New Challenger in the ring for high-end audio products

Challenger has gone luxe with its newest store - Musica Boutique in Ion Orchard, where listeners can compare premium brands in one location.
Challenger has gone luxe with its newest store - Musica Boutique in Ion Orchard, where listeners can compare premium brands in one location.ST PHOTO: KELVIN CHNG

SINGAPORE - After beefing up its online presence in recent years, homegrown retailer Challenger Technologies - a household name for affordable IT products - is turning its focus back to brick-and-mortar stores.

In view of a growing appetite for higher-end products, Challenger has gone luxe with its newest store - Musica Boutique in Ion Orchard. The store was launched on Friday (Jan 18).

It is focusing on audio products with digital elements that can be hooked up to customers’ phones, for example. The 2,000 sq ft store is touted as a space with a soundproof room where listeners can compare premium brands in one location.

The move comes more than two years after Challenger shut its 53,000 sq ft flagship store in Funan DigitaLife Mall, when the mall closed for redevelopment. The revamped Funan mall is scheduled to be reopened by June this year.

When it closed its megastore in 2016, the company decided to strengthen its online presence with its Hachi.tech marketplace instead of reopening the store. The change in consumer buying behaviour, rise in e-commerce, manpower challenges and high rental costs, contributed to the decision.

He noted then that factors such as the change in consumer buying behaviour, rise in e-commerce, manpower challenges and high rental costs, contributed to the decision.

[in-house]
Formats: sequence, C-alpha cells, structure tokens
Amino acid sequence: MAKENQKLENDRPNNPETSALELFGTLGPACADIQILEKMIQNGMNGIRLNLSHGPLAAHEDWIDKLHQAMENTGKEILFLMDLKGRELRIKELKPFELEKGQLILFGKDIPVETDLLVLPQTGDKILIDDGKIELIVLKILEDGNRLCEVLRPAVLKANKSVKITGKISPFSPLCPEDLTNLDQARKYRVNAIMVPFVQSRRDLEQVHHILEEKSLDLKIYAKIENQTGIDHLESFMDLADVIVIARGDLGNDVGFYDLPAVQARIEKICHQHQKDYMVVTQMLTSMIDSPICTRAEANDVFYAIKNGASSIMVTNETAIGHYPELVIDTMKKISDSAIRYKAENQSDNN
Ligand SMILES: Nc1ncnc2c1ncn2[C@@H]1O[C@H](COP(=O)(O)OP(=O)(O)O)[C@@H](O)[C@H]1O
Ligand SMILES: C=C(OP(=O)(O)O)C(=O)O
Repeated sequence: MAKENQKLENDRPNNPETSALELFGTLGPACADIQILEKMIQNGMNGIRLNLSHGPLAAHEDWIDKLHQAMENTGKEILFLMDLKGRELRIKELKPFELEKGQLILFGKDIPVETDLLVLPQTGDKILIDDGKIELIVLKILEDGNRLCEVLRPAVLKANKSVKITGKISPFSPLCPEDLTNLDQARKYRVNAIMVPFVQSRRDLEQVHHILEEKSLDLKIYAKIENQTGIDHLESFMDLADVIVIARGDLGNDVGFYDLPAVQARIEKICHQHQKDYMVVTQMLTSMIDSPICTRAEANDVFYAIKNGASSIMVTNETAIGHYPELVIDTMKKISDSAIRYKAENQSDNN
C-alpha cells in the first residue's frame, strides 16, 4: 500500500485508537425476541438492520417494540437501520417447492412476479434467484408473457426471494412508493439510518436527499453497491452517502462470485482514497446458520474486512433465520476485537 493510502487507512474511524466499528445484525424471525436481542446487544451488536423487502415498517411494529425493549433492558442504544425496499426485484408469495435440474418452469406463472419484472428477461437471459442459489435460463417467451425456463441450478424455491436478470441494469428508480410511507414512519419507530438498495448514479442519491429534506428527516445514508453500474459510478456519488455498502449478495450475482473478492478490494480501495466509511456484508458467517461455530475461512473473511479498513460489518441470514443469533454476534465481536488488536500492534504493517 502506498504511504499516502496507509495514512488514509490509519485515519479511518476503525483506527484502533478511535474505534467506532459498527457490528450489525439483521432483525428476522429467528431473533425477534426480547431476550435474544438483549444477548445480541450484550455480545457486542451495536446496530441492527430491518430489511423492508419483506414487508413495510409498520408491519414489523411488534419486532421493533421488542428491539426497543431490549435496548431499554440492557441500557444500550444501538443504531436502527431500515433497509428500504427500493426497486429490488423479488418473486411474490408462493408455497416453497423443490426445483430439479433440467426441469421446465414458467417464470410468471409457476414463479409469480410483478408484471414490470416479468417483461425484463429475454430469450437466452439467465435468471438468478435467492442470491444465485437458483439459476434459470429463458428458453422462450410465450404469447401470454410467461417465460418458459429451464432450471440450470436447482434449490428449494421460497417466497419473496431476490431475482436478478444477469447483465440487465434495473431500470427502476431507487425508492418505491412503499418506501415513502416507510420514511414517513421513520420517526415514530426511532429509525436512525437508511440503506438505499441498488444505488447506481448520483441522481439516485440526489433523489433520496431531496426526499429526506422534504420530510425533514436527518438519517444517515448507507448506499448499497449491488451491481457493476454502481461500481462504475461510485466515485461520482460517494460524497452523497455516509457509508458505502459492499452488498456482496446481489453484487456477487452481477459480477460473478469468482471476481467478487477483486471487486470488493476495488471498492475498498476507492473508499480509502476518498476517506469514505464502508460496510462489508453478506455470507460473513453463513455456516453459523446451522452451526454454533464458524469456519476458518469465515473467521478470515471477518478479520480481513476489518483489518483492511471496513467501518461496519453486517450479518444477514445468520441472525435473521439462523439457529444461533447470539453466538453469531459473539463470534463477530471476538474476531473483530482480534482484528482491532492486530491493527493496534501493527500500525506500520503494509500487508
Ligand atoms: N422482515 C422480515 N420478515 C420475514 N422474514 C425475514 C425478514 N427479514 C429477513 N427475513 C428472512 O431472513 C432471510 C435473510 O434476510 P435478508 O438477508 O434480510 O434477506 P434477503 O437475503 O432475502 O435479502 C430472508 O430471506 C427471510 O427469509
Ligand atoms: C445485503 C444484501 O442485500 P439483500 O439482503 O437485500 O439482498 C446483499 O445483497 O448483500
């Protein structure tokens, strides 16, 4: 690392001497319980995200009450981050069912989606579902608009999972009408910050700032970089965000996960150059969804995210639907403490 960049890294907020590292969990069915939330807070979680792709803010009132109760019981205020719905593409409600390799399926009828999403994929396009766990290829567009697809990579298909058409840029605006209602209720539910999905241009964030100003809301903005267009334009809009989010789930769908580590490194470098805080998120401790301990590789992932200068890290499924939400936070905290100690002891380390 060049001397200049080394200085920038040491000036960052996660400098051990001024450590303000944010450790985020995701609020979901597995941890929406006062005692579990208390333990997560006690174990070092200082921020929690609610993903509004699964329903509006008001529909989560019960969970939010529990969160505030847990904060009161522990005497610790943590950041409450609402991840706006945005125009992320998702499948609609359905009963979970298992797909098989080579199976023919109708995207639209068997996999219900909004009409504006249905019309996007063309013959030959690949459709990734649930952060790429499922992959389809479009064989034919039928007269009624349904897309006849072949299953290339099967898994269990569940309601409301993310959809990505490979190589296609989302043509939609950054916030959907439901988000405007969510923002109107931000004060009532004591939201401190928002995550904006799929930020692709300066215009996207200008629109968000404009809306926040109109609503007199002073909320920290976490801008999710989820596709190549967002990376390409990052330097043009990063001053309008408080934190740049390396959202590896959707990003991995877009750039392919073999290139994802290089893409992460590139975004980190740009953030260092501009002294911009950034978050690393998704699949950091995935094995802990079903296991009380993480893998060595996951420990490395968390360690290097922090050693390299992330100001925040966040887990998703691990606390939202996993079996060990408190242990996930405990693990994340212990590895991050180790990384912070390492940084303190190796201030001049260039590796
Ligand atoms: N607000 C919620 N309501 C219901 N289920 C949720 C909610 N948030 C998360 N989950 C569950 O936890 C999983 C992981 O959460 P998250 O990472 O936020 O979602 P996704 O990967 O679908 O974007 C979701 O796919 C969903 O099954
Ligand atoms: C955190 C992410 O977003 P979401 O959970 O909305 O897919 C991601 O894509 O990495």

Challenger chief executive Loo Leong Thye estimates that less than 5 per cent of Challenger's revenue now flows through Hachi.tech. It has around 40 stores islandwide.

With Musica Boutique, the 37-year-old business - which posted a net profit of $4.5 million and revenue of $82.5 million for the third quarter last year - is setting its sights on a different, growing segment.

Since 2014, Challenger said it has seen a rise in customers requesting for mid- to high-end products, meaning those priced $200 and above. Some of its products now start at $9.90.

These buyers tend to be 35 years old and above. They are looking for a good sound system for their homes, although younger people appear willing to pay a premium for products like noise-cancelling headphones as well, Challenger's chief marketing officer Loo Pei Fen told The Straits Times.

She said the company decided it was time to look into serving this market segment. But the existing Challenger shops, which can be "chaotic", are not conducive for sampling these sound systems.

Ms Loo noted that stores with dedicated listening rooms tend to focus on just sound systems and may even carry only one brand. To differentiate itself, Challenger decided to offer products across different brands in Musica Boutique.

"Sound is very subjective," said Ms Loo.

"Customers have to listen to as many (products) as possible in an accessible environment."

Half of the brands and 80 per cent of the product models that are available in Musica Boutique are not carried in the Challenger stores.

These include products from French brand Focal and German audio equipment manufacturer Beyerdynamic.

On why the store is focusing on digital products, despite the popularity of analogue equipment, Ms Loo pointed to common consumption patterns today: "People consume music on iTunes, YouTube and Spotify, and watch movies on Netflix."

These are areas in which good audio is a must, she added.

Despite the popularity of online shopping, Ms Loo is confident that there remains a demand for the company's latest brick-and-mortar presence.

"The one thing that online shopping cannot do is recreate sound and sight," she said.

"An iPad's retina display cannot be experienced with another device, and it's the same for premium speakers... that's one main reason customers do not approach the principal (seller online) directly."